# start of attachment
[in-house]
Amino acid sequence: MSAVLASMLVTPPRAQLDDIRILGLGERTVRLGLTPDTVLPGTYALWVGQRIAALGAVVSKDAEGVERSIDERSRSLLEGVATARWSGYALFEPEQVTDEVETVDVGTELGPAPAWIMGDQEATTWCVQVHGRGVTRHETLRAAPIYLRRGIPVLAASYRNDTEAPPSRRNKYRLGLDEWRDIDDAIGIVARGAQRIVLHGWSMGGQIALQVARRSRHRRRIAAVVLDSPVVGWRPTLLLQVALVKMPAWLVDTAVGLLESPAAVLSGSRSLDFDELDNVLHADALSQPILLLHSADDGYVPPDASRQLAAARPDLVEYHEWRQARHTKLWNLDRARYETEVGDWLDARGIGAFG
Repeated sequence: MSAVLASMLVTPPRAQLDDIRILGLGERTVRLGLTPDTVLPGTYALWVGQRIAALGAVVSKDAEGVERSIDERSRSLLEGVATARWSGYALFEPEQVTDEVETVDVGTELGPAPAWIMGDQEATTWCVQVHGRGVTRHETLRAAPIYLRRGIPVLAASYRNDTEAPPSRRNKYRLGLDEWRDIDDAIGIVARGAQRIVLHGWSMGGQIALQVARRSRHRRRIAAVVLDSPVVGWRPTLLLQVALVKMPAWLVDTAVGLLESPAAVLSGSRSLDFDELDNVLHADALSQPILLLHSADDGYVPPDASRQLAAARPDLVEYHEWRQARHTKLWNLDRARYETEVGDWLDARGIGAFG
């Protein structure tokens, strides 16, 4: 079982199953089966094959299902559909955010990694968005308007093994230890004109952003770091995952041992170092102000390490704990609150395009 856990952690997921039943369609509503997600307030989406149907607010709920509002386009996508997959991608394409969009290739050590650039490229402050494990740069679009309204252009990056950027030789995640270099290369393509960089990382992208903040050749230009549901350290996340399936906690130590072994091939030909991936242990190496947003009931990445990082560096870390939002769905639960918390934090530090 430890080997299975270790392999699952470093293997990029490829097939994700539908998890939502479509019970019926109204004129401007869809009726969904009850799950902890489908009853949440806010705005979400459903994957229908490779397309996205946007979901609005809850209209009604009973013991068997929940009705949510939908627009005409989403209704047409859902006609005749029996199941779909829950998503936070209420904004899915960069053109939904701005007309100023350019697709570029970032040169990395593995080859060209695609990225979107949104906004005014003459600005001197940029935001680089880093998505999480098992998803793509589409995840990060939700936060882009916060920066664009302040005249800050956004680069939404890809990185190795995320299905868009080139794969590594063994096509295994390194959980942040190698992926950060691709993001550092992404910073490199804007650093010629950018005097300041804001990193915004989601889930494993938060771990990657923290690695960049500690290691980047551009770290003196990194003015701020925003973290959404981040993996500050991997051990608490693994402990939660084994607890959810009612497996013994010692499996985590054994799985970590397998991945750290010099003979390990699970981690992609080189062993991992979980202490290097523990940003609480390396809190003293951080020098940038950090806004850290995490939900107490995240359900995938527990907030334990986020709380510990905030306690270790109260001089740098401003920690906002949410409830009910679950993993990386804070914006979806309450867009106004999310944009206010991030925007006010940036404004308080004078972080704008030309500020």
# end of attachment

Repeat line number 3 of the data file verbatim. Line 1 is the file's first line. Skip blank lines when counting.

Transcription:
Repeated sequence: MSAVLASMLVTPPRAQLDDIRILGLGERTVRLGLTPDTVLPGTYALWVGQRIAALGAVVSKDAEGVERSIDERSRSLLEGVATARWSGYALFEPEQVTDEVETVDVGTELGPAPAWIMGDQEATTWCVQVHGRGVTRHETLRAAPIYLRRGIPVLAASYRNDTEAPPSRRNKYRLGLDEWRDIDDAIGIVARGAQRIVLHGWSMGGQIALQVARRSRHRRRIAAVVLDSPVVGWRPTLLLQVALVKMPAWLVDTAVGLLESPAAVLSGSRSLDFDELDNVLHADALSQPILLLHSADDGYVPPDASRQLAAARPDLVEYHEWRQARHTKLWNLDRARYETEVGDWLDARGIGAFG